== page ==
Introducing Greta Schraer, 2010 International Nanny Association Nanny of the Year
I am so excited to announce that I am the recipient of the International Nanny Association’s 2010 Nanny of the Year! I am having a great time at conference with our local and national professional Nannies and I will be sharing more once conference is over. I did want to share with you my acceptance speech. I thought it was being video taped, but have not tracked it down yet. I would be glad to share if I find it!
I am so very honored to be the recipient of this award and to have the opportunity to share my heart with you this afternoon.
This past year for me has been a whirlwind. I have seen my career grow and change, largely due to last year’s INA Conference. I barely made it to Dallas. My husband, and I were in the process of buying a house – and it didn’t make sense to come. But at the last minute I decided to, and so glad that I did.
I remember clearly where I was sitting last year at the Nanny of the Year Luncheon … a table of 8, all strangers. I may have seemed calm to those around me but inside I was ECSTATIC to find this “Nanny world”. I remember listening to Donna Robinson’s great storytelling of the places her Nanny of the Year bag had traveled and MaryAnn Meddish’s encouragement to nominate someone we know as the next recipient. It felt like the first day of high school; I was trying to soak it all in.
I’ve felt a calling to children from a young age. I am only child and always wished I had my own siblings. I seemed to gravitate to those younger than me. My mother saw these natural tendencies and enrolled me in a course to become a “Red Cross Certified Babysitter” at age 12. She then found my first infant childcare job with her as my mentor. I babysat through high school and took on part-time and full-time Nanny positions throughout college. After receiving my Theology degrees, I became a youth minister for junior and senior high students, Nanny-ing part-time on the side for fun and much needed income. 3 years ago, I went back to caring for children full-time.
This is my first position working with triplets – 3 boys. Family members of mine were hesitant by the challenge ahead. I kept hearing the phrase, “you don’t know what you are getting into”. Friends are still “wide-eyed” when they see 3 car seats all lined up in the middle row of my car. There are strange looks, points, comments, and many “bless your heart’s from those observing. I admit we are quite a sight navigating the tight hallway at preschool or climbing the hill at the zoo with our choo-choo wagon. Most don’t get WHY I would choose this job, AND love it. But, you do.
H, T, & N were 9 months old when I started, and are now 3 ½. They are amazing blessings in my life and show me so much love, daily. It is true that with multiples, everything IS multiplied. When one has a need, the other two seem to follow suit. When there is sickness, it circulates (which is why I am battling this cold today). Potty training is MUCH different than with a singleton. Yet…the joys are also abundant. The laughing is contagious. The cute phrases and mispronounced words come faster than I can document. The boys each so different – learn from each other, challenge each other, and powerfully love each other.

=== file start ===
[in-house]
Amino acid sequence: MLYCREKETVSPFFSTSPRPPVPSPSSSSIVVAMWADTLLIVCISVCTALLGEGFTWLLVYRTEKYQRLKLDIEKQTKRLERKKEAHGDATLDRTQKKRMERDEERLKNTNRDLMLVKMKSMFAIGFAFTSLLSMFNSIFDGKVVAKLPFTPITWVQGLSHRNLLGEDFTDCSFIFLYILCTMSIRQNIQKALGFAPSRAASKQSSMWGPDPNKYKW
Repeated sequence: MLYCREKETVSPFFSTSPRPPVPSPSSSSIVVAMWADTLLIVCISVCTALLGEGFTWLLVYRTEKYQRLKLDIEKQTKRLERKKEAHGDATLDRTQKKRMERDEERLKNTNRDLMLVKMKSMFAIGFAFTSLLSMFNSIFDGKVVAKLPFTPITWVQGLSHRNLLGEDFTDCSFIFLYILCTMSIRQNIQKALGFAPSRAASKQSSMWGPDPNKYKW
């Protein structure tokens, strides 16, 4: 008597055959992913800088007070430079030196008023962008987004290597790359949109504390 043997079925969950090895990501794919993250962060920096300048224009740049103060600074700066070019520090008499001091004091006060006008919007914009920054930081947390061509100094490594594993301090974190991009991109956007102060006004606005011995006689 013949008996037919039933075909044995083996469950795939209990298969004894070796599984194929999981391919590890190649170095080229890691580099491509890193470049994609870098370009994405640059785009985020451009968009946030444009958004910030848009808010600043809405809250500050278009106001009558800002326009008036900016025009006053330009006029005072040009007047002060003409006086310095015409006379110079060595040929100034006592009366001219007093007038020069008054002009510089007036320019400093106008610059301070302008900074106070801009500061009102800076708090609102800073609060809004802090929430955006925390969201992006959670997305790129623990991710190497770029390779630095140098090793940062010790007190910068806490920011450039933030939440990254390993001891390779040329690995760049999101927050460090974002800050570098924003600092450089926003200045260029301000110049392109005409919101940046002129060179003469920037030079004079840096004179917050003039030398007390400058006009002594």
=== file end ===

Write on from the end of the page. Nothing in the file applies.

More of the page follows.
I don’t know how I could speak today and not introduce you to my boys:
First born, H.
Nicknamed “Bruiser” by our occupational therapist not only for his football build, but his aggressive learning style. This boy goes after everything with his whole heart. He was the first to walk, but no so gracefully. He loves to vacuum, set the table and even opens my car door for me as I leave at the end of the day. Saying, “By Geyuh, have a good day, go to work, see Doug”. He loves to laugh VERY loud, play VERY hard and yet is sweet and genuine. Which is why we cannot help but laugh as he still exchanges his “F”s for “TR”s. Train is Fain and Truck is… well. Can you imagine their 3-year-old birthday party at the Fire TRUCK Museum?
In the middle, is T.
T is very intelligent, the first to blow us away with his alphabet, counting, and memorization. Daily I will hear line after line of a book or song, which I cannot always place. He probably heard it only once, himself. T was the last to walk; he is cautious to perfect a skill before he even starts. He rarely lost his balance after his first steps. T loves chocolate with a passion. He has the biggest feet I have ever seen on a child. He skips more than he walks, and seems to wake up daily with un-tameable bed head. This year T got to go to a special class and ride the school bus by himself. Each day T hops off the bus, greets me with a huge smile and hug, and then skips off to find his brothers to hug.
Last but never least, we have N.
N is a character, and fills the role of the “baby” of the family. He has always been a little high-maintenance and into the details of everything. Music is in his heart and he was humming lullabies before he was talking. His favorite songs are Beethoven’s “Ode to Joy” and “Rum-pah-pah-pum” (Little Drummer Boy). He even belly laughs EVERY TIME he hears a particular drum solo. N is the youngest flirt I’ve ever met, and does not know a stranger. He is compassionate for anybody hurting or sad. He is laid back but passionate defying the odds placed before him. Though challenged with mild Cerebral Palsy, low tone, club foot, feeding tube and even pronounced failure to thrive. If you saw him today you’d have NO IDEA! He has monkey climbing skills, rides a scooter “fast”, and turns somersaults. He also has a willingness to eating anything and everything put in front of him.